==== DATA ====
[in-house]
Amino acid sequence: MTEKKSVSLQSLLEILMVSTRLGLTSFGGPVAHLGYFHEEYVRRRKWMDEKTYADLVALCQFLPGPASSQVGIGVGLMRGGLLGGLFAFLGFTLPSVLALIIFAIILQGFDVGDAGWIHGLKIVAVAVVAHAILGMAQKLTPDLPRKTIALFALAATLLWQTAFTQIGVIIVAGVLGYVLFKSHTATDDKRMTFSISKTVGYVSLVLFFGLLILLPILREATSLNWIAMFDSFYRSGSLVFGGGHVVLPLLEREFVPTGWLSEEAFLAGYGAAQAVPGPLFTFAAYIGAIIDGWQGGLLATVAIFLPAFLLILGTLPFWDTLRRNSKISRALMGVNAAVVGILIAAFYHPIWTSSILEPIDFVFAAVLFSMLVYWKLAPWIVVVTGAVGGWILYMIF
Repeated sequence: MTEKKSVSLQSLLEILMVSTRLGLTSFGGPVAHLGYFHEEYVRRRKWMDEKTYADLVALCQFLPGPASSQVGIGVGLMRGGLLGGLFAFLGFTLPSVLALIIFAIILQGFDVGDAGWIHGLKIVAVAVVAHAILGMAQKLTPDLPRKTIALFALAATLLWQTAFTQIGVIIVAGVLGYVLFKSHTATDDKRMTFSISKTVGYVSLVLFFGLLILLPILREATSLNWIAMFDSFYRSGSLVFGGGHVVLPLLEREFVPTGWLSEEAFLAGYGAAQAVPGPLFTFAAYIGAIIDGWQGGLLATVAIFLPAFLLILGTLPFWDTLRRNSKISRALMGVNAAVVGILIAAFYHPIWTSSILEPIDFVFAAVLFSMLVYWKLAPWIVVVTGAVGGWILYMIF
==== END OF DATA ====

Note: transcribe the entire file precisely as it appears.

[in-house]
Amino acid sequence: MTEKKSVSLQSLLEILMVSTRLGLTSFGGPVAHLGYFHEEYVRRRKWMDEKTYADLVALCQFLPGPASSQVGIGVGLMRGGLLGGLFAFLGFTLPSVLALIIFAIILQGFDVGDAGWIHGLKIVAVAVVAHAILGMAQKLTPDLPRKTIALFALAATLLWQTAFTQIGVIIVAGVLGYVLFKSHTATDDKRMTFSISKTVGYVSLVLFFGLLILLPILREATSLNWIAMFDSFYRSGSLVFGGGHVVLPLLEREFVPTGWLSEEAFLAGYGAAQAVPGPLFTFAAYIGAIIDGWQGGLLATVAIFLPAFLLILGTLPFWDTLRRNSKISRALMGVNAAVVGILIAAFYHPIWTSSILEPIDFVFAAVLFSMLVYWKLAPWIVVVTGAVGGWILYMIF
Repeated sequence: MTEKKSVSLQSLLEILMVSTRLGLTSFGGPVAHLGYFHEEYVRRRKWMDEKTYADLVALCQFLPGPASSQVGIGVGLMRGGLLGGLFAFLGFTLPSVLALIIFAIILQGFDVGDAGWIHGLKIVAVAVVAHAILGMAQKLTPDLPRKTIALFALAATLLWQTAFTQIGVIIVAGVLGYVLFKSHTATDDKRMTFSISKTVGYVSLVLFFGLLILLPILREATSLNWIAMFDSFYRSGSLVFGGGHVVLPLLEREFVPTGWLSEEAFLAGYGAAQAVPGPLFTFAAYIGAIIDGWQGGLLATVAIFLPAFLLILGTLPFWDTLRRNSKISRALMGVNAAVVGILIAAFYHPIWTSSILEPIDFVFAAVLFSMLVYWKLAPWIVVVTGAVGGWILYMIF